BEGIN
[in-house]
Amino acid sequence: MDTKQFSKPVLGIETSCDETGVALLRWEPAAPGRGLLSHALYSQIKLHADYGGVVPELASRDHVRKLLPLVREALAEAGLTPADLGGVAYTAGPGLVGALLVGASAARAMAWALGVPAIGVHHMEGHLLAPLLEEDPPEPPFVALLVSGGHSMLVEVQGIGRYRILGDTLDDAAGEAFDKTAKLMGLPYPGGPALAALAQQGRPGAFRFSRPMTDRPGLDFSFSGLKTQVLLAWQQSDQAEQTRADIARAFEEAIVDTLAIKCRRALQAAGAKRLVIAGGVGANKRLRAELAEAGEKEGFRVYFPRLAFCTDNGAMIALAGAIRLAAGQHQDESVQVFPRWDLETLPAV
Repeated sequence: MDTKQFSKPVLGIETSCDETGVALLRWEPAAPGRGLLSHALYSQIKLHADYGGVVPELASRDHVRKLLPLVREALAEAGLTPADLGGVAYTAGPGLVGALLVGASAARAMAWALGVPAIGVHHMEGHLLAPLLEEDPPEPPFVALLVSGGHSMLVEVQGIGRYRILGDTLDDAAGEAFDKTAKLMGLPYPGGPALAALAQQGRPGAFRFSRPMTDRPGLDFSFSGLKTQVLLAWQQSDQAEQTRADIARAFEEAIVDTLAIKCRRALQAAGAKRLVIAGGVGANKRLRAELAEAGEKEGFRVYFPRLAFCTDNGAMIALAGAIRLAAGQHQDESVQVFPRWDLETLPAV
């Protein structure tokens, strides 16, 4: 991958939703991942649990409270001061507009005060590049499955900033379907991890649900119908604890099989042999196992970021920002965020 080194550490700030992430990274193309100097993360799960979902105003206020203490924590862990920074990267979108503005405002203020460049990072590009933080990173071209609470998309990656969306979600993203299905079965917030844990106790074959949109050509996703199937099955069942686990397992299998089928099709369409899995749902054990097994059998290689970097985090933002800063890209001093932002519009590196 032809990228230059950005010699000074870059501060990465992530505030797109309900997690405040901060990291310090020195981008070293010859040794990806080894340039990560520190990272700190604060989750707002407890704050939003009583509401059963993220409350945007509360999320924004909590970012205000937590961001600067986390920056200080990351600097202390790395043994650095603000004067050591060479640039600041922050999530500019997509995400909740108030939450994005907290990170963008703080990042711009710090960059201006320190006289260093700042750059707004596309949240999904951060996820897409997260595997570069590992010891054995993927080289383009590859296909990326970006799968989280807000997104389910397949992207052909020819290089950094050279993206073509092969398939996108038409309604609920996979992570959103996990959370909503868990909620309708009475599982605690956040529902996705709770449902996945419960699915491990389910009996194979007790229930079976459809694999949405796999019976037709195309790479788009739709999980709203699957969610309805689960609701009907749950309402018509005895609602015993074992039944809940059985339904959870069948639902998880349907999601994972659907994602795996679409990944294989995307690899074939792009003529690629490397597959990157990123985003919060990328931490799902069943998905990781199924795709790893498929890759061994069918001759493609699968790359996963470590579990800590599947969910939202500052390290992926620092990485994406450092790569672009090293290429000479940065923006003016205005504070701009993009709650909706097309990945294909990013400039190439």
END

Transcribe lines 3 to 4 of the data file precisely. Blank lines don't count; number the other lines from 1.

Repeated sequence: MDTKQFSKPVLGIETSCDETGVALLRWEPAAPGRGLLSHALYSQIKLHADYGGVVPELASRDHVRKLLPLVREALAEAGLTPADLGGVAYTAGPGLVGALLVGASAARAMAWALGVPAIGVHHMEGHLLAPLLEEDPPEPPFVALLVSGGHSMLVEVQGIGRYRILGDTLDDAAGEAFDKTAKLMGLPYPGGPALAALAQQGRPGAFRFSRPMTDRPGLDFSFSGLKTQVLLAWQQSDQAEQTRADIARAFEEAIVDTLAIKCRRALQAAGAKRLVIAGGVGANKRLRAELAEAGEKEGFRVYFPRLAFCTDNGAMIALAGAIRLAAGQHQDESVQVFPRWDLETLPAV
């Protein structure tokens, strides 16, 4: 991958939703991942649990409270001061507009005060590049499955900033379907991890649900119908604890099989042999196992970021920002965020 080194550490700030992430990274193309100097993360799960979902105003206020203490924590862990920074990267979108503005405002203020460049990072590009933080990173071209609470998309990656969306979600993203299905079965917030844990106790074959949109050509996703199937099955069942686990397992299998089928099709369409899995749902054990097994059998290689970097985090933002800063890209001093932002519009590196 032809990228230059950005010699000074870059501060990465992530505030797109309900997690405040901060990291310090020195981008070293010859040794990806080894340039990560520190990272700190604060989750707002407890704050939003009583509401059963993220409350945007509360999320924004909590970012205000937590961001600067986390920056200080990351600097202390790395043994650095603000004067050591060479640039600041922050999530500019997509995400909740108030939450994005907290990170963008703080990042711009710090960059201006320190006289260093700042750059707004596309949240999904951060996820897409997260595997570069590992010891054995993927080289383009590859296909990326970006799968989280807000997104389910397949992207052909020819290089950094050279993206073509092969398939996108038409309604609920996979992570959103996990959370909503868990909620309708009475599982605690956040529902996705709770449902996945419960699915491990389910009996194979007790229930079976459809694999949405796999019976037709195309790479788009739709999980709203699957969610309805689960609701009907749950309402018509005895609602015993074992039944809940059985339904959870069948639902998880349907999601994972659907994602795996679409990944294989995307690899074939792009003529690629490397597959990157990123985003919060990328931490799902069943998905990781199924795709790893498929890759061994069918001759493609699968790359996963470590579990800590599947969910939202500052390290992926620092990485994406450092790569672009090293290429000479940065923006003016205005504070701009993009709650909706097309990945294909990013400039190439």